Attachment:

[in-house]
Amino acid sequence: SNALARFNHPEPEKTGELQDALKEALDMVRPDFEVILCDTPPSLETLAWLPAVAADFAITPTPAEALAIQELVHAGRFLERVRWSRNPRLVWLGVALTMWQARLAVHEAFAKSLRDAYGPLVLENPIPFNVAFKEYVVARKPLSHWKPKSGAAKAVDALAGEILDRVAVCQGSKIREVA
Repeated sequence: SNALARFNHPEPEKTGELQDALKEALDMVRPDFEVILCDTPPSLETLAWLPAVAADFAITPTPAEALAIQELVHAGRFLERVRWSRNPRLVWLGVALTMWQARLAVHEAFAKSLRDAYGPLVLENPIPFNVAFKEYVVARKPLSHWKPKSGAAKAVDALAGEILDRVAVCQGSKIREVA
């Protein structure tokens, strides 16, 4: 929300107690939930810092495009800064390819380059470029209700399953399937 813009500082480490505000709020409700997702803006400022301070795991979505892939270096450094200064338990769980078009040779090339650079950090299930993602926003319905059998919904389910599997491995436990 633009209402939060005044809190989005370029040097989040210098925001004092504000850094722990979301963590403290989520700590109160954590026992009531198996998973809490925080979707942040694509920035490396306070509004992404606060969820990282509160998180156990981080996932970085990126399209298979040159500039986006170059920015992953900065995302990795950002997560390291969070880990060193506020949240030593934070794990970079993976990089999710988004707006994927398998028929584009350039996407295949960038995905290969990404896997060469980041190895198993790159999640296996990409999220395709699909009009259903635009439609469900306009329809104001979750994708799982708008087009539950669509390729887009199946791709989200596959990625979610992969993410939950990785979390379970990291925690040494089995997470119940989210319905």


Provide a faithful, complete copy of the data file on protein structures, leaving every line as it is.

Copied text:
[in-house]
Amino acid sequence: SNALARFNHPEPEKTGELQDALKEALDMVRPDFEVILCDTPPSLETLAWLPAVAADFAITPTPAEALAIQELVHAGRFLERVRWSRNPRLVWLGVALTMWQARLAVHEAFAKSLRDAYGPLVLENPIPFNVAFKEYVVARKPLSHWKPKSGAAKAVDALAGEILDRVAVCQGSKIREVA
Repeated sequence: SNALARFNHPEPEKTGELQDALKEALDMVRPDFEVILCDTPPSLETLAWLPAVAADFAITPTPAEALAIQELVHAGRFLERVRWSRNPRLVWLGVALTMWQARLAVHEAFAKSLRDAYGPLVLENPIPFNVAFKEYVVARKPLSHWKPKSGAAKAVDALAGEILDRVAVCQGSKIREVA
């Protein structure tokens, strides 16, 4: 929300107690939930810092495009800064390819380059470029209700399953399937 813009500082480490505000709020409700997702803006400022301070795991979505892939270096450094200064338990769980078009040779090339650079950090299930993602926003319905059998919904389910599997491995436990 633009209402939060005044809190989005370029040097989040210098925001004092504000850094722990979301963590403290989520700590109160954590026992009531198996998973809490925080979707942040694509920035490396306070509004992404606060969820990282509160998180156990981080996932970085990126399209298979040159500039986006170059920015992953900065995302990795950002997560390291969070880990060193506020949240030593934070794990970079993976990089999710988004707006994927398998028929584009350039996407295949960038995905290969990404896997060469980041190895198993790159999640296996990409999220395709699909009009259903635009439609469900306009329809104001979750994708799982708008087009539950669509390729887009199946791709989200596959990625979610992969993410939950990785979390379970990291925690040494089995997470119940989210319905």